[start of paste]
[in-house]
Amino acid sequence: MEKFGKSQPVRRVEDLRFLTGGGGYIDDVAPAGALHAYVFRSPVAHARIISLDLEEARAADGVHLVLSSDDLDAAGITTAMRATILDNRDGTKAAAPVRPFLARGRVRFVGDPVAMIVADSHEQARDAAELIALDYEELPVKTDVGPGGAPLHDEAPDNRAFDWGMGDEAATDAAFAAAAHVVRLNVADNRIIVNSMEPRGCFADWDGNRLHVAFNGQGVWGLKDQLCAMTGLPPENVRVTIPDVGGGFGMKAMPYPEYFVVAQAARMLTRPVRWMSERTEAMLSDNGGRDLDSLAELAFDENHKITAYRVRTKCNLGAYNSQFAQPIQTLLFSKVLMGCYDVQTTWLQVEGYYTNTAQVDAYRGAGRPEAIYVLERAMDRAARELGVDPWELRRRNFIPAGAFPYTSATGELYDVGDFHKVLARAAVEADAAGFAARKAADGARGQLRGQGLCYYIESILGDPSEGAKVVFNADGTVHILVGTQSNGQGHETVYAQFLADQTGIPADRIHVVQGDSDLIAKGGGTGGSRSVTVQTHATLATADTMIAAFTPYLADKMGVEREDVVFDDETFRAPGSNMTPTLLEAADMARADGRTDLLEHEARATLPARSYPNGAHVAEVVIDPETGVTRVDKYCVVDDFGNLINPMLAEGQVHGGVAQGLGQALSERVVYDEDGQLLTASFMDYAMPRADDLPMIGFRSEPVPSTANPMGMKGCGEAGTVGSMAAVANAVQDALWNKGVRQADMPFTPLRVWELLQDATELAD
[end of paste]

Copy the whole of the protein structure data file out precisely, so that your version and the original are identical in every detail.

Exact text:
[in-house]
Amino acid sequence: MEKFGKSQPVRRVEDLRFLTGGGGYIDDVAPAGALHAYVFRSPVAHARIISLDLEEARAADGVHLVLSSDDLDAAGITTAMRATILDNRDGTKAAAPVRPFLARGRVRFVGDPVAMIVADSHEQARDAAELIALDYEELPVKTDVGPGGAPLHDEAPDNRAFDWGMGDEAATDAAFAAAAHVVRLNVADNRIIVNSMEPRGCFADWDGNRLHVAFNGQGVWGLKDQLCAMTGLPPENVRVTIPDVGGGFGMKAMPYPEYFVVAQAARMLTRPVRWMSERTEAMLSDNGGRDLDSLAELAFDENHKITAYRVRTKCNLGAYNSQFAQPIQTLLFSKVLMGCYDVQTTWLQVEGYYTNTAQVDAYRGAGRPEAIYVLERAMDRAARELGVDPWELRRRNFIPAGAFPYTSATGELYDVGDFHKVLARAAVEADAAGFAARKAADGARGQLRGQGLCYYIESILGDPSEGAKVVFNADGTVHILVGTQSNGQGHETVYAQFLADQTGIPADRIHVVQGDSDLIAKGGGTGGSRSVTVQTHATLATADTMIAAFTPYLADKMGVEREDVVFDDETFRAPGSNMTPTLLEAADMARADGRTDLLEHEARATLPARSYPNGAHVAEVVIDPETGVTRVDKYCVVDDFGNLINPMLAEGQVHGGVAQGLGQALSERVVYDEDGQLLTASFMDYAMPRADDLPMIGFRSEPVPSTANPMGMKGCGEAGTVGSMAAVANAVQDALWNKGVRQADMPFTPLRVWELLQDATELAD